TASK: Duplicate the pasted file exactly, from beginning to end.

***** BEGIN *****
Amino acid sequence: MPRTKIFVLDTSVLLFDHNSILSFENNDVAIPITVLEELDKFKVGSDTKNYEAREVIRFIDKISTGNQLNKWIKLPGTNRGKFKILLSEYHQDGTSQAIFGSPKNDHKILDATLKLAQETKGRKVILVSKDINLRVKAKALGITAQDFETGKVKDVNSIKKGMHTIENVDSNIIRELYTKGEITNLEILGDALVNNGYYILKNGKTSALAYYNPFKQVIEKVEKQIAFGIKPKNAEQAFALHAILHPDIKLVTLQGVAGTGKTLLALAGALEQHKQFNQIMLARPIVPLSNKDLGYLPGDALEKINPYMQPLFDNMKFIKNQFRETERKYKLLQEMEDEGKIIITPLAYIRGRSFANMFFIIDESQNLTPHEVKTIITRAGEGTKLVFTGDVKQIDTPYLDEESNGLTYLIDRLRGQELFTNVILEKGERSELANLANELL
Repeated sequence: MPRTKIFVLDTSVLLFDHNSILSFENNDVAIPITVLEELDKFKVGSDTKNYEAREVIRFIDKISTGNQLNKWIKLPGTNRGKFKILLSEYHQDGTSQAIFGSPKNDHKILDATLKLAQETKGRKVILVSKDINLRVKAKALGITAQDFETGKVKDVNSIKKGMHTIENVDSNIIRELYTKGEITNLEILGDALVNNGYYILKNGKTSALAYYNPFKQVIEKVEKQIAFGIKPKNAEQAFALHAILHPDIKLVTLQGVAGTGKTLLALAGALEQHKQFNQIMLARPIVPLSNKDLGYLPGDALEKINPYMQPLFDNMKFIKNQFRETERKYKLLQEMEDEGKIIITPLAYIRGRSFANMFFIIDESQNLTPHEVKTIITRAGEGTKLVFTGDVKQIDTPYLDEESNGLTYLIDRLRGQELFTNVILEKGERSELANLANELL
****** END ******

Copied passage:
Amino acid sequence: MPRTKIFVLDTSVLLFDHNSILSFENNDVAIPITVLEELDKFKVGSDTKNYEAREVIRFIDKISTGNQLNKWIKLPGTNRGKFKILLSEYHQDGTSQAIFGSPKNDHKILDATLKLAQETKGRKVILVSKDINLRVKAKALGITAQDFETGKVKDVNSIKKGMHTIENVDSNIIRELYTKGEITNLEILGDALVNNGYYILKNGKTSALAYYNPFKQVIEKVEKQIAFGIKPKNAEQAFALHAILHPDIKLVTLQGVAGTGKTLLALAGALEQHKQFNQIMLARPIVPLSNKDLGYLPGDALEKINPYMQPLFDNMKFIKNQFRETERKYKLLQEMEDEGKIIITPLAYIRGRSFANMFFIIDESQNLTPHEVKTIITRAGEGTKLVFTGDVKQIDTPYLDEESNGLTYLIDRLRGQELFTNVILEKGERSELANLANELL
Repeated sequence: MPRTKIFVLDTSVLLFDHNSILSFENNDVAIPITVLEELDKFKVGSDTKNYEAREVIRFIDKISTGNQLNKWIKLPGTNRGKFKILLSEYHQDGTSQAIFGSPKNDHKILDATLKLAQETKGRKVILVSKDINLRVKAKALGITAQDFETGKVKDVNSIKKGMHTIENVDSNIIRELYTKGEITNLEILGDALVNNGYYILKNGKTSALAYYNPFKQVIEKVEKQIAFGIKPKNAEQAFALHAILHPDIKLVTLQGVAGTGKTLLALAGALEQHKQFNQIMLARPIVPLSNKDLGYLPGDALEKINPYMQPLFDNMKFIKNQFRETERKYKLLQEMEDEGKIIITPLAYIRGRSFANMFFIIDESQNLTPHEVKTIITRAGEGTKLVFTGDVKQIDTPYLDEESNGLTYLIDRLRGQELFTNVILEKGERSELANLANELL